Average 7-Day Topsoil Moisture

Not all areas benefited equally. Rain in the first 20 days in April was still notably below average in western portions of the Texas Panhandle northeast into southwestern Kansas and southeastern Colorado. However, the area of dryness this month is insignificant relative to the huge region of dryness that was prevailing in March. Nevertheless, there is still a strong demand for rain in the areas that have not been seriously relieved — at least in unirrigated production areas.

In addition to the widespread rain that fell during the middle part of April there was a trend change that affected temperatures. March and early April were frequently very warm to hot, and that, in combination with little to no precipitation, was stressing young crops coming out of dormancy. By April 20, at least some relief had taken place across the wheat region, but the need for follow up rain was still great due to low subsoil moisture.

The recent rain in U.S. hard red winter wheat country and, for that matter, the western Corn and Soybean Belt as well, was in direct contrast to the dry conditions that occurred in March. Precipitation last month was less than half of normal for many areas from the Great Lakes region back into the central Plains with many hard red winter wheat production areas getting less than 25% of normal moisture. The areas from western parts of the Texas Panhandle to southwestern Kansas and southeastern Colorado remain quite dry relative to normal for this month, and clearly those regions were seriously dry last month, as well.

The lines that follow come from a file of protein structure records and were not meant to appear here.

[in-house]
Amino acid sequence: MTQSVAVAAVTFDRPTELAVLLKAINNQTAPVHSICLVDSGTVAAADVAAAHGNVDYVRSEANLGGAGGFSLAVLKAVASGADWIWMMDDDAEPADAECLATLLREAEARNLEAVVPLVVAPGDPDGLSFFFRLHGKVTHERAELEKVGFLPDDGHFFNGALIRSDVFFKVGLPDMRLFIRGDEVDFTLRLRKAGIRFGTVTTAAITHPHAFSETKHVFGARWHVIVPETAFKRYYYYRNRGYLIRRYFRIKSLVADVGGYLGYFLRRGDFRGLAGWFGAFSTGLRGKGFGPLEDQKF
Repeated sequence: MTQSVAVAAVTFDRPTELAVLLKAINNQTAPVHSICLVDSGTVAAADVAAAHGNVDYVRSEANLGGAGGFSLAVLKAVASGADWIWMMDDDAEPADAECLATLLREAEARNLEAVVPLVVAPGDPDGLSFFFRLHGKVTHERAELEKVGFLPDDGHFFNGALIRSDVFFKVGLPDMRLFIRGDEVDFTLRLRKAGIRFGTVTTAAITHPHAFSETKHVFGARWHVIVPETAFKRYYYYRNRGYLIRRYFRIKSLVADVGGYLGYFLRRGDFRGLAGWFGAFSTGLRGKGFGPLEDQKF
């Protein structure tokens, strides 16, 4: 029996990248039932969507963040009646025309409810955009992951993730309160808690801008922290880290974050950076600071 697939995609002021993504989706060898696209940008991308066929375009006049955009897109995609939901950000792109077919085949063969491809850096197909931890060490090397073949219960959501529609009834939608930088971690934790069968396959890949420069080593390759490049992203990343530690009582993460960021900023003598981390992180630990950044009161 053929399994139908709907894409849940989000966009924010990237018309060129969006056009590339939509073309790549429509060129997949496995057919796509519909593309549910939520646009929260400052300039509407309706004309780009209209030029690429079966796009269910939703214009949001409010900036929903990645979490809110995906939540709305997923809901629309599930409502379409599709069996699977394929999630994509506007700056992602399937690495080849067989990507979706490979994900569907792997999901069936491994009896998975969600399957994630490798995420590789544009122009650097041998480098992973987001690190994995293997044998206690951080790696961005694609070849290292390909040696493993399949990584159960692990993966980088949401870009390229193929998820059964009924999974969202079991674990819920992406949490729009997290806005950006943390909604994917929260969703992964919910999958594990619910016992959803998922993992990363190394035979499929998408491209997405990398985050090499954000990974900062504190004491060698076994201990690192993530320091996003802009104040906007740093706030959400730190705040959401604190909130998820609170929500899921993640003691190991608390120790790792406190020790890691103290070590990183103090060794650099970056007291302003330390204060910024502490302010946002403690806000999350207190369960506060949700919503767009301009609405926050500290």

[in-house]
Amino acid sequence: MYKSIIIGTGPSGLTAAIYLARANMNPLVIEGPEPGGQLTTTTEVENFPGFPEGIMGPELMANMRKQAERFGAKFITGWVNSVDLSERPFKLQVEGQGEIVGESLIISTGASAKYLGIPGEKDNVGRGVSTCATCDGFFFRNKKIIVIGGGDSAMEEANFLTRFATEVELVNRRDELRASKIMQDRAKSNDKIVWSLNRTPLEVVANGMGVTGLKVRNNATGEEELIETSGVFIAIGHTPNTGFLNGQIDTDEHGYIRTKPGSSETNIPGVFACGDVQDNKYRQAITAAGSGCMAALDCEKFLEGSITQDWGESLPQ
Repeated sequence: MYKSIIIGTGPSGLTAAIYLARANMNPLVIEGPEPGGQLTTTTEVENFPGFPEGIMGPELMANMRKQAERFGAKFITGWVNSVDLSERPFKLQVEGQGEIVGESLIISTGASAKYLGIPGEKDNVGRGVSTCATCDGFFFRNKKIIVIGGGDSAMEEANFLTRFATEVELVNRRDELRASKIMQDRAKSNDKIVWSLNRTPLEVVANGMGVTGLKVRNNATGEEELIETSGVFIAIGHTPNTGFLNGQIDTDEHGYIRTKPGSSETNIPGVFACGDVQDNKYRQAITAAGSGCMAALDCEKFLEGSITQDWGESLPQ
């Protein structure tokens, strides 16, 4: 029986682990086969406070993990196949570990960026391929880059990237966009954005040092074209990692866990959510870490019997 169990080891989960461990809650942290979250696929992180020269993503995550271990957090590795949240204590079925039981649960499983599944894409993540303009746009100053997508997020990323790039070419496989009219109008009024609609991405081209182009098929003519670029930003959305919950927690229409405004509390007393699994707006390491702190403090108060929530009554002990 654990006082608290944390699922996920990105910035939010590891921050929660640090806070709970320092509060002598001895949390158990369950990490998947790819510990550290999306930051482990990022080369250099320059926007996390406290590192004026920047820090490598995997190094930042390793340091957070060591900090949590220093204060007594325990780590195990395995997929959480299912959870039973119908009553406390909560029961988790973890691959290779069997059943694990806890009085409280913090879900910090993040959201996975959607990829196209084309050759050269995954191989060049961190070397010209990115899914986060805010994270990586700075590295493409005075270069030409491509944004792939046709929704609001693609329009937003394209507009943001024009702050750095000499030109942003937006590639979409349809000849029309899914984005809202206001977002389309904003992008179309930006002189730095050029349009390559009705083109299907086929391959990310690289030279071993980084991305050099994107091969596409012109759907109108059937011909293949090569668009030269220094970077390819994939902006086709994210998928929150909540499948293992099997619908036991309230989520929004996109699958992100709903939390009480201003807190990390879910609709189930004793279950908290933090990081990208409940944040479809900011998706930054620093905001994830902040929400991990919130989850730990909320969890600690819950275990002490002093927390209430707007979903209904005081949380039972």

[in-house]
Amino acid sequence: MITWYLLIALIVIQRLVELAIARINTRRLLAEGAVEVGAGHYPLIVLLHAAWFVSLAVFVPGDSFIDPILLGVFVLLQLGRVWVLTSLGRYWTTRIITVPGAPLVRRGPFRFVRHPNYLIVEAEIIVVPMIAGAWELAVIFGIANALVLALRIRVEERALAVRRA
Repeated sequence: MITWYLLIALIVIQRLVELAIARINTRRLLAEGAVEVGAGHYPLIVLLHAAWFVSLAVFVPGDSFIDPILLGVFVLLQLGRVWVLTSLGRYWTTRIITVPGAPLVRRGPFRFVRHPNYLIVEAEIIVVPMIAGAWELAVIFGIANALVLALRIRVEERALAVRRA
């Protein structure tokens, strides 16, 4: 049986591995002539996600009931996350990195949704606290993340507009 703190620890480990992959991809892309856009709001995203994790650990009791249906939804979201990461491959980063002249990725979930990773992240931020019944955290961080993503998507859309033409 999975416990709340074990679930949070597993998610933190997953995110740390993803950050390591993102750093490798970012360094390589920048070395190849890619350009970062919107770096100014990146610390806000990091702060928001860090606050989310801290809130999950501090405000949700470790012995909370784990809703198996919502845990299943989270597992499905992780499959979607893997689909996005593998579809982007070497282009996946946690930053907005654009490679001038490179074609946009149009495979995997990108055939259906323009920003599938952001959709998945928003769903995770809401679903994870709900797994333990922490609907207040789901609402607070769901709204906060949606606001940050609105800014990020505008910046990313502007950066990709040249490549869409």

As of April 20, 50% of the wheat in Texas and 35% of the wheat in Oklahoma had headed. Only 4% of the wheat in Kansas had headed while the wheat in Colorado and Nebraska had not yet reached the heading stage. Winter wheat conditions were mostly (74%) rated in fair to good shape. However, crop conditions could gradually deteriorate if the central and southern Plains miss out on timely precipitation in coming weeks. Only 7% of this year’s crop was rated excellent and 19% was rated poor to very poor. Despite the low ratings, conditions were notably improved over those of last year when 33% of the crop rated poor to very poor.

The same weather pattern that had been prevailing during mid-April will continue into much of May offering further relief to dryness in the central and southern Plains, as well as the U.S. western Corn Belt. Some of the benefits of frequent rain in winter wheat country will not be fully extended into the U.S. Midwest, lower Mississippi River Basin or parts of the southeastern states because of already saturated field conditions and some recent delays to farming activity.